But some people (not suggesting you, Jess ❤) don’t like it and many say it’s rude, specifically to promote one’s own blog on someone else’s, so I just like to err on the side of caution, even though I do not see it as “promoting” but more exchanging related posts…

  4. M, I was about to quote you and then, poof, here you are! I was going to say, as I said privately to Ariane a moment ago, “As my friend, M, says, there’s nothing better than cross-blogination.” lol The best part? This particular cross-blogination started a long, long time ago. By way of a hearty “Amen,” I just went to find something similar that I’d written nearly two years ago about empathy and expression and language and all that messy stuff and wouldn’t you know it, it turns out that the post I was looking for was prompted by none other than Ariane. It’s just too deliciously, circularly, well, circular. This is what I’d written back then, quoted here as my way of saying, “Ariane, I couldn’t agree more.”

    **
    Ariane’s post took me right to the crux of it – this difference between having / experiencing / knowing / feeling and comprehensibly expressing. And all that our insistence on the latter as proof of the former implies.
    If you found yourself in a Bantu village in East Africa tomorrow and someone asked you, in Swahili, to tell them a bit about yourself, could you? Even if you could somehow discern what they were asking, could you find a way to answer them? How? Might you try speaking reeeeeeally slowly in English? Gesturing? Drawing?
    And if not, if you couldn’t find a way to express yourself in a way that made sense to them, would that mean that you didn’t know who you were? That you had no sense of self because you couldn’t find a way to make yourself understood?
    And following down that road, does an inability to convey your thoughts in a way that NT people can discern mean that you don’t *have* the thoughts you have? How about feelings? Empathy? Knowledge? Self-awareness? I’ll take a stab at those if you don’t mind … No. No, no, no and hell no.
    No more than not being able to speak Swahili means that you don’t know who you are.
    **
    Thank you, Ariane, so much. For continuing the conversation and continuing to inspire me to be a better parent. xo, Jess (Diary of a Mom)

    • Haha! Jess, did you see the reply I just wrote to PK on here? You were writing this while I was responding to her… “cross blogination” indeed!

    • PS this is like some sort of overlapping blog-talk… and can I just tell you one more thing? I was invited to speak (Congo) where you will be speaking with Ari in April, but because of some timing snafus (I didn’t see the email in time) was unable to respond in a timely manner and once I did, suggested Emma “speak” by reading some of her writing, they’d booked you. So pleased you’ll be there with Ari. You guys will be formidable!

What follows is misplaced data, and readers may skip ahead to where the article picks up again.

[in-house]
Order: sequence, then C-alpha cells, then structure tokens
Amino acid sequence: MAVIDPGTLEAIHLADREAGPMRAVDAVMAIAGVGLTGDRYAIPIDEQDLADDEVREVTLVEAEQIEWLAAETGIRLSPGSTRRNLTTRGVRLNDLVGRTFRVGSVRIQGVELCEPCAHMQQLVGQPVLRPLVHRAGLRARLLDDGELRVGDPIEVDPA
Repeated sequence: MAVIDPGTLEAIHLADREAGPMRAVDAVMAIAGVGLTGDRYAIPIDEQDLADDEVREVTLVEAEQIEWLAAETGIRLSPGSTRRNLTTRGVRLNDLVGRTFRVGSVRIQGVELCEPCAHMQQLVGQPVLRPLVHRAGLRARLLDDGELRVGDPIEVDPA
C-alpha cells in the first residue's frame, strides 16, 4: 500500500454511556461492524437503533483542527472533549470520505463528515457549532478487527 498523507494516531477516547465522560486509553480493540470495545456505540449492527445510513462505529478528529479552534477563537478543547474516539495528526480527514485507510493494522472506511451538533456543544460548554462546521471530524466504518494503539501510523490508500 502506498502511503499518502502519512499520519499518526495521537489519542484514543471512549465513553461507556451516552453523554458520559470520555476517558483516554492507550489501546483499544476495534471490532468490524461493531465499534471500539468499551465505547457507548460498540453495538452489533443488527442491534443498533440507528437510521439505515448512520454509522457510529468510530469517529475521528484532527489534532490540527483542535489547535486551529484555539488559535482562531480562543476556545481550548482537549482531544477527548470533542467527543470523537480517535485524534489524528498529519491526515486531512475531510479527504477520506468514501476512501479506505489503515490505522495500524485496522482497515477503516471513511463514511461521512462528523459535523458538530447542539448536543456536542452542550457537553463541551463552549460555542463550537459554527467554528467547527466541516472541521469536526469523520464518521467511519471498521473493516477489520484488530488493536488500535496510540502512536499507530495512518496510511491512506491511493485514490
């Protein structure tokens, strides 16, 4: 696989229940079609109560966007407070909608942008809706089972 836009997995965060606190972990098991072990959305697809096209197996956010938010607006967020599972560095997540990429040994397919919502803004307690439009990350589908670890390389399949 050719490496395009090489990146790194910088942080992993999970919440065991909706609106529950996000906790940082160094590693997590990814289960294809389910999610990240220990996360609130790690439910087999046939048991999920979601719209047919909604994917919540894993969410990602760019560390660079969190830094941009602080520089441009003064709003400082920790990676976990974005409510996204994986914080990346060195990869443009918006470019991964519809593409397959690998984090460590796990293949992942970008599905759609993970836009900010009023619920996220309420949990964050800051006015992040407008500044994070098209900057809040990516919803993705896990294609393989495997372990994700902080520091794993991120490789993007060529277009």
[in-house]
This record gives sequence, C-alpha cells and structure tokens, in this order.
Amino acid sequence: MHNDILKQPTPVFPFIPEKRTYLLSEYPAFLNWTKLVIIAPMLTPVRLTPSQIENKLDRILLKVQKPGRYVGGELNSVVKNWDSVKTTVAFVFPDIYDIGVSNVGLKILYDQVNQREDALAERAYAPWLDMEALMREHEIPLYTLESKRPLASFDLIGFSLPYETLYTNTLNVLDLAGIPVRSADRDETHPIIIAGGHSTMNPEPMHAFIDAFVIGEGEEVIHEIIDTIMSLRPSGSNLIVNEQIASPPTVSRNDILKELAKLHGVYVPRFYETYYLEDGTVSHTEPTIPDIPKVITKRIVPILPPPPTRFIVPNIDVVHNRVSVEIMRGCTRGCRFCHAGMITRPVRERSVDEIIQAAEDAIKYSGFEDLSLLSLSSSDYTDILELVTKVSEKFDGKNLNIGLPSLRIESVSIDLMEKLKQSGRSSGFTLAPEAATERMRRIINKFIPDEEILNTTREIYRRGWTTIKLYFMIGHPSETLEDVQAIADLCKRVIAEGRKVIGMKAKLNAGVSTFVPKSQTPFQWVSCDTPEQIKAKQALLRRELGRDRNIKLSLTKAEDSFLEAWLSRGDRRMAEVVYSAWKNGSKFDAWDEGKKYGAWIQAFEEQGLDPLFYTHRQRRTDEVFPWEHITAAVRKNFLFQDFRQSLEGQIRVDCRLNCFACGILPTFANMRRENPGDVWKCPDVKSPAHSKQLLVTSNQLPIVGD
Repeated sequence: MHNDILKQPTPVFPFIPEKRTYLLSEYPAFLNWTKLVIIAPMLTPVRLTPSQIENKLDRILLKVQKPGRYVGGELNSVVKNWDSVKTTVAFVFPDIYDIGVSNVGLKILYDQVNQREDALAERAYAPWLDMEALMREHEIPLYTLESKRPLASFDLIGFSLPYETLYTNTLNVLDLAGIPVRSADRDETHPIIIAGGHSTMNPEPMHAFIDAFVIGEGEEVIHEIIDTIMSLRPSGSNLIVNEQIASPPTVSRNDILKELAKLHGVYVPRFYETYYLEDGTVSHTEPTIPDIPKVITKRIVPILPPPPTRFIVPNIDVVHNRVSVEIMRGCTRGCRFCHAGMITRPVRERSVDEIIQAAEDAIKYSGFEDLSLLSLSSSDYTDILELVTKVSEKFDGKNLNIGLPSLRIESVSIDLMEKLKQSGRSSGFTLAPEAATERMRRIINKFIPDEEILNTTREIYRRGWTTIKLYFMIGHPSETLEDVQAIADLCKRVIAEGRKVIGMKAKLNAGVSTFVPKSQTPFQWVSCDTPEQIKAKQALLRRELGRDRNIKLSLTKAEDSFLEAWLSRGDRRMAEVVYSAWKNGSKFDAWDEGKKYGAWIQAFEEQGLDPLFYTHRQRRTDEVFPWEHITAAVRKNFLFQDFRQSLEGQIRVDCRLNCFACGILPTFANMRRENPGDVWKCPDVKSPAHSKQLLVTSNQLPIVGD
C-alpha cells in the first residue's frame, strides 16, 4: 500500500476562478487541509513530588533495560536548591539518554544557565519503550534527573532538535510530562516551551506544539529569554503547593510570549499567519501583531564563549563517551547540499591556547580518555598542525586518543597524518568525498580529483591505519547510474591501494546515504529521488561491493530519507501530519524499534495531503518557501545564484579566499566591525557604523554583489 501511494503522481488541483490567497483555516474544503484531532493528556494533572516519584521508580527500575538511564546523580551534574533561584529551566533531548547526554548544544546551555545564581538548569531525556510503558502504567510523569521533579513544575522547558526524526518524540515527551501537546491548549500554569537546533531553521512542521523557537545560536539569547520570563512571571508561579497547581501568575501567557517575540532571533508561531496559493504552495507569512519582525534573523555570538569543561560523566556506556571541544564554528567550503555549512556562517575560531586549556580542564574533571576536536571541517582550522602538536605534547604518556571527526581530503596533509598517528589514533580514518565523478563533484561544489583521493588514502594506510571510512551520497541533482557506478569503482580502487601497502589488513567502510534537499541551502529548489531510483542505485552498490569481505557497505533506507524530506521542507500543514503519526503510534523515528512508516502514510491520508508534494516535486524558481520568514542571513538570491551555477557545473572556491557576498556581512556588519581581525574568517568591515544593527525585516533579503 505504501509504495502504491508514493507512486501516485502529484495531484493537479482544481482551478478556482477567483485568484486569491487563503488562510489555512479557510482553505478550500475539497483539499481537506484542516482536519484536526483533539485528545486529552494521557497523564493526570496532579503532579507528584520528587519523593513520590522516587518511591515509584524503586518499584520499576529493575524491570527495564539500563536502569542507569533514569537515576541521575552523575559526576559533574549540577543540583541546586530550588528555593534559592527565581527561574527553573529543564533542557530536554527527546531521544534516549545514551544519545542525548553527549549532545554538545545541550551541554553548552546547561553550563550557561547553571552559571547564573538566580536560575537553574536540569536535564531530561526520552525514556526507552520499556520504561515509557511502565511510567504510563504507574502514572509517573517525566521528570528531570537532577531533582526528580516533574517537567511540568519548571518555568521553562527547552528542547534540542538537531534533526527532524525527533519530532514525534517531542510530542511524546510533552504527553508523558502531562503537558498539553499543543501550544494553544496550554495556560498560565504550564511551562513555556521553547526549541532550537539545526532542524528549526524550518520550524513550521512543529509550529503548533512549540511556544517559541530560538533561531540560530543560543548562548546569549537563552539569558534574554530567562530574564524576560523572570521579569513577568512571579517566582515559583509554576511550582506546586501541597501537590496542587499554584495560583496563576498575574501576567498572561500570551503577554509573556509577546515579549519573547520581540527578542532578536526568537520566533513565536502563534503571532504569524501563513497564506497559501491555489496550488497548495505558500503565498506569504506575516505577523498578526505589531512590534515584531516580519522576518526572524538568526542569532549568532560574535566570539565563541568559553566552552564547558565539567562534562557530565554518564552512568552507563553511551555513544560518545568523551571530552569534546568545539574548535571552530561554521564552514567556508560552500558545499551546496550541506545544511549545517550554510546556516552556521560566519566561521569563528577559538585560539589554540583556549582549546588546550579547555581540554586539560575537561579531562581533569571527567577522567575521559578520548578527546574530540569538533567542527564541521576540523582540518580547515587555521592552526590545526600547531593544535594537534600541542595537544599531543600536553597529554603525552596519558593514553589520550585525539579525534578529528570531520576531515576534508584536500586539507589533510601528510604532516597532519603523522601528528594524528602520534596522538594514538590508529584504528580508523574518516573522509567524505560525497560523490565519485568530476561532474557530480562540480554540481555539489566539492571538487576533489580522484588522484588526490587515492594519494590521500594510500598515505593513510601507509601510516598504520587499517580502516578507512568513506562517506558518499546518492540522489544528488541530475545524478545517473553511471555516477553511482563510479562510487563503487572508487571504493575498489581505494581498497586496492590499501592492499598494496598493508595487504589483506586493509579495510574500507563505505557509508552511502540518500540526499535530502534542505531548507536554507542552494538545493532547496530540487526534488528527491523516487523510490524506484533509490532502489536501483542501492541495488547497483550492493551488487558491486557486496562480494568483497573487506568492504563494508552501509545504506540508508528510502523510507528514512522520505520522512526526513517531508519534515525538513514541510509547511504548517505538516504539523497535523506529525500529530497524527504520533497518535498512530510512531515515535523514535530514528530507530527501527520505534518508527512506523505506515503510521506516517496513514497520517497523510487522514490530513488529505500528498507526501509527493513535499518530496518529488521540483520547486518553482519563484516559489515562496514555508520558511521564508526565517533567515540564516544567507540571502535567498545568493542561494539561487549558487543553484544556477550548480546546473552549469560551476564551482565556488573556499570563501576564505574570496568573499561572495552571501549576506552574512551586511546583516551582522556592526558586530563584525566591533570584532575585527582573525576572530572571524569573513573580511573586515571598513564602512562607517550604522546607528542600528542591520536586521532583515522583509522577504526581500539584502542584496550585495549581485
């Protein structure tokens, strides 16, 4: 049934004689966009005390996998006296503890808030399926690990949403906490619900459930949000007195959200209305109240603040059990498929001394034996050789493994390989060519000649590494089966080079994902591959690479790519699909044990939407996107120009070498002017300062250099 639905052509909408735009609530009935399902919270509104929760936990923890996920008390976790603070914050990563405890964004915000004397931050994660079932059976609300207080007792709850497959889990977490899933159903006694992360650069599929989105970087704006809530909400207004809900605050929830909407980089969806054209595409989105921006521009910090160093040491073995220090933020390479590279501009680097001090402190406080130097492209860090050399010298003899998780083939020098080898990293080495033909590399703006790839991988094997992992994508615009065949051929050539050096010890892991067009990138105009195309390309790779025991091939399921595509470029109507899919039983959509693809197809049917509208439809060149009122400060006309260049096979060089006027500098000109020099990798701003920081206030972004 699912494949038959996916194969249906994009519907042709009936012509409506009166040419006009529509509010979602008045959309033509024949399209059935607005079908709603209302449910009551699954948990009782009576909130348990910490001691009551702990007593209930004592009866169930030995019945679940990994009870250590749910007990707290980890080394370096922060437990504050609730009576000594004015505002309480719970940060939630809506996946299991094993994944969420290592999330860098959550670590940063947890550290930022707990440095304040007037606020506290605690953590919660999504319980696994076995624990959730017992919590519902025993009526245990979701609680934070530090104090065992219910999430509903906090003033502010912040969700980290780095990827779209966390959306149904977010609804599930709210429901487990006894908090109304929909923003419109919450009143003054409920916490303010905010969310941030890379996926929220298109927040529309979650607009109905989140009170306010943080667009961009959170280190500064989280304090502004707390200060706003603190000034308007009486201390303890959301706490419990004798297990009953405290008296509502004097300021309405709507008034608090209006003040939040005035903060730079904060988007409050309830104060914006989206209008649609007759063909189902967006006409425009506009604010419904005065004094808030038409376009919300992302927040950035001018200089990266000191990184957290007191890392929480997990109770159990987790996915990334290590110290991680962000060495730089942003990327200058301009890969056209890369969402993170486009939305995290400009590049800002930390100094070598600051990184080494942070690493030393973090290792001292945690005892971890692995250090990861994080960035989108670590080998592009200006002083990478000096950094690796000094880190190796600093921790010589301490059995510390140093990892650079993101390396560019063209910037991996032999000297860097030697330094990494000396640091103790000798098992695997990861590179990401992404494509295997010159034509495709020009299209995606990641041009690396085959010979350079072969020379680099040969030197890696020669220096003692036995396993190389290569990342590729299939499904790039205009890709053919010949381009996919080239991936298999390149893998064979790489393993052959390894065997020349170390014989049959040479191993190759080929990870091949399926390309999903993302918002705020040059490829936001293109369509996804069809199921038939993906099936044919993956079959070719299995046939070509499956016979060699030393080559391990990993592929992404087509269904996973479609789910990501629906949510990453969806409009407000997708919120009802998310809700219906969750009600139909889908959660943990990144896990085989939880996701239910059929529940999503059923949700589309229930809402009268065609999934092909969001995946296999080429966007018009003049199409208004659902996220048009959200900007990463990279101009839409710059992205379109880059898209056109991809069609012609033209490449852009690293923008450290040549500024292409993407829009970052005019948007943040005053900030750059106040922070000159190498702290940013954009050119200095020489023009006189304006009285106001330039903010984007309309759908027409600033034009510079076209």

5. One of the strong effects reinforcing stereotypes is confirmation bias: people in general assign greater importance to observations that confirm the beliefs they already hold, as well as interpreting ambiguous evidence as supporting their views. A negative effect is that people do not look for evidence that “can’t exist” according to their beliefs.

    The result is that if somebody is told that autistic people do not show empathy, they will not look for signs of it and so perpetuate the false stereotype. The way to counter this is to teach people to approach things with an open mind, to question what they are told. Not something that often happens in our education systems.

    • Such a good point, Alex. And in addition, it has been shown that countering stereotypes often happens when individuals have the opportunity to meet another individual from the group that has been given the stereotype, thus seeing for themselves how wrong these stereotypes so often are.

  6. It is very easy for people to understand that a person who’s afraid of loud sounds probably has very sensitive hearing, but for some reason, when it comes to empathy, they assume exactly the opposite. I feel other people’s emotions as strongly as if they were my own, so being around people who are suffering makes me just as miserable. I want to help them, but I don’t know how and I’m afraid i’ll mess things up.

  7. Terrific, Ariane. You wrote in your very personalized style which brings these concepts to life. I especially smiled when I saw the reference to communication, because I has written a (rather drier) piece about that a while back: http://www.mfw.us/blog/2013/03/22/empathy-as-a-form-of-communication/

  8. Mark in the pic with me and Emma is a perfect example of why it is hilarious (not in a good way) to think we-as-a-group are “just-not-empathetic.” Everyone should watch Mark Utter’s movie right now and check out his way of being in the world if you want to meet someone who basically personifies kindness and compassion, which I think are the actual virtues we are saying-in-code that people who “lack empathy” fail to possess. It’s called “I am in here.” Get it at http://www.vsavt.org/i-am-in-here/ as soon as you can and you’ll be smiling soon thereafter. Ariane, I love you. Love, Ib

    • Oh thank you, thank you for the link Ibby!! I’ve just put it at the bottom of this post under “Related Links”. It is such a great movie and along with you, Mark is one of the kindest, most emphatic person I’ve had the pleasure of meeting.
      PS I love you too, Ib. (“So much”, as Emma would say!)

  9. I am currently writing an essay for school about stereotypes..so I find this entry very interesting. Good Day!

  10. Reminds me of a post I did in January, “The Sound and the Worry.” I watch TV with captions because my empathy is too great, as I had to explain to my science teacher.

  11. Pingback: Inventing Empathy (the autism spectrum and empathy types)

  12. Presumption of autistic people having no empathy is horrible and scary. As a mum I find it shocking that kids are presumed not to have empathy and then treated with no empathy as a result. So grateful to the autistic people who are sharing their inner thoughts hoping that this myth will be busted xoxo

  13. usethebrainsgodgiveyou

    I’m thinking of writing a book, “The Science of Greed, Using “Othering” to Further Your Career as ‘The World’s Autism Expert'”. Whadda y’all think?